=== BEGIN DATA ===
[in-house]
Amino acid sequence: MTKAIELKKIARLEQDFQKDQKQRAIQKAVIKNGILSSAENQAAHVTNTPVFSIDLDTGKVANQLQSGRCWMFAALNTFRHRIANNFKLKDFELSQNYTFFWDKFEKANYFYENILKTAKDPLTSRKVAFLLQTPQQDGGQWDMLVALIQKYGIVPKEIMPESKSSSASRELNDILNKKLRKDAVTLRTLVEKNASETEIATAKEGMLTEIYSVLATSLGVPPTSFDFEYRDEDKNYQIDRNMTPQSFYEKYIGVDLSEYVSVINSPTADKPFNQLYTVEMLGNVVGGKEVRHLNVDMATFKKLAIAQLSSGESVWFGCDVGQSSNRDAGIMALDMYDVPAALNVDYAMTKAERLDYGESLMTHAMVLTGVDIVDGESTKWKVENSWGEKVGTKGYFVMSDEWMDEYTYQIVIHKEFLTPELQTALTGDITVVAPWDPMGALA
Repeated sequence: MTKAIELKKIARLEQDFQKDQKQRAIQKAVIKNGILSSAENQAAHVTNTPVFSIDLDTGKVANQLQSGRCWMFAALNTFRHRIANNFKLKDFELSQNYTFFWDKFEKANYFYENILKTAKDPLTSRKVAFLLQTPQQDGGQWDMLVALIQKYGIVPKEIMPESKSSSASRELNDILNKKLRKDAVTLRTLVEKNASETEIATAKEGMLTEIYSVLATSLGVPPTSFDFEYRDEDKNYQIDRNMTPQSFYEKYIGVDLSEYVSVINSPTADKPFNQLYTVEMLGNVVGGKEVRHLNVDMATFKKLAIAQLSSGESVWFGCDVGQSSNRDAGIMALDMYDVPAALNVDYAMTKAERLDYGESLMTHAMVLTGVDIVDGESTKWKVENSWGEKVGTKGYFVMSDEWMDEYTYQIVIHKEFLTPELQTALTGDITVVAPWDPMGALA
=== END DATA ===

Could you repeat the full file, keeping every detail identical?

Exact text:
[in-house]
Amino acid sequence: MTKAIELKKIARLEQDFQKDQKQRAIQKAVIKNGILSSAENQAAHVTNTPVFSIDLDTGKVANQLQSGRCWMFAALNTFRHRIANNFKLKDFELSQNYTFFWDKFEKANYFYENILKTAKDPLTSRKVAFLLQTPQQDGGQWDMLVALIQKYGIVPKEIMPESKSSSASRELNDILNKKLRKDAVTLRTLVEKNASETEIATAKEGMLTEIYSVLATSLGVPPTSFDFEYRDEDKNYQIDRNMTPQSFYEKYIGVDLSEYVSVINSPTADKPFNQLYTVEMLGNVVGGKEVRHLNVDMATFKKLAIAQLSSGESVWFGCDVGQSSNRDAGIMALDMYDVPAALNVDYAMTKAERLDYGESLMTHAMVLTGVDIVDGESTKWKVENSWGEKVGTKGYFVMSDEWMDEYTYQIVIHKEFLTPELQTALTGDITVVAPWDPMGALA
Repeated sequence: MTKAIELKKIARLEQDFQKDQKQRAIQKAVIKNGILSSAENQAAHVTNTPVFSIDLDTGKVANQLQSGRCWMFAALNTFRHRIANNFKLKDFELSQNYTFFWDKFEKANYFYENILKTAKDPLTSRKVAFLLQTPQQDGGQWDMLVALIQKYGIVPKEIMPESKSSSASRELNDILNKKLRKDAVTLRTLVEKNASETEIATAKEGMLTEIYSVLATSLGVPPTSFDFEYRDEDKNYQIDRNMTPQSFYEKYIGVDLSEYVSVINSPTADKPFNQLYTVEMLGNVVGGKEVRHLNVDMATFKKLAIAQLSSGESVWFGCDVGQSSNRDAGIMALDMYDVPAALNVDYAMTKAERLDYGESLMTHAMVLTGVDIVDGESTKWKVENSWGEKVGTKGYFVMSDEWMDEYTYQIVIHKEFLTPELQTALTGDITVVAPWDPMGALA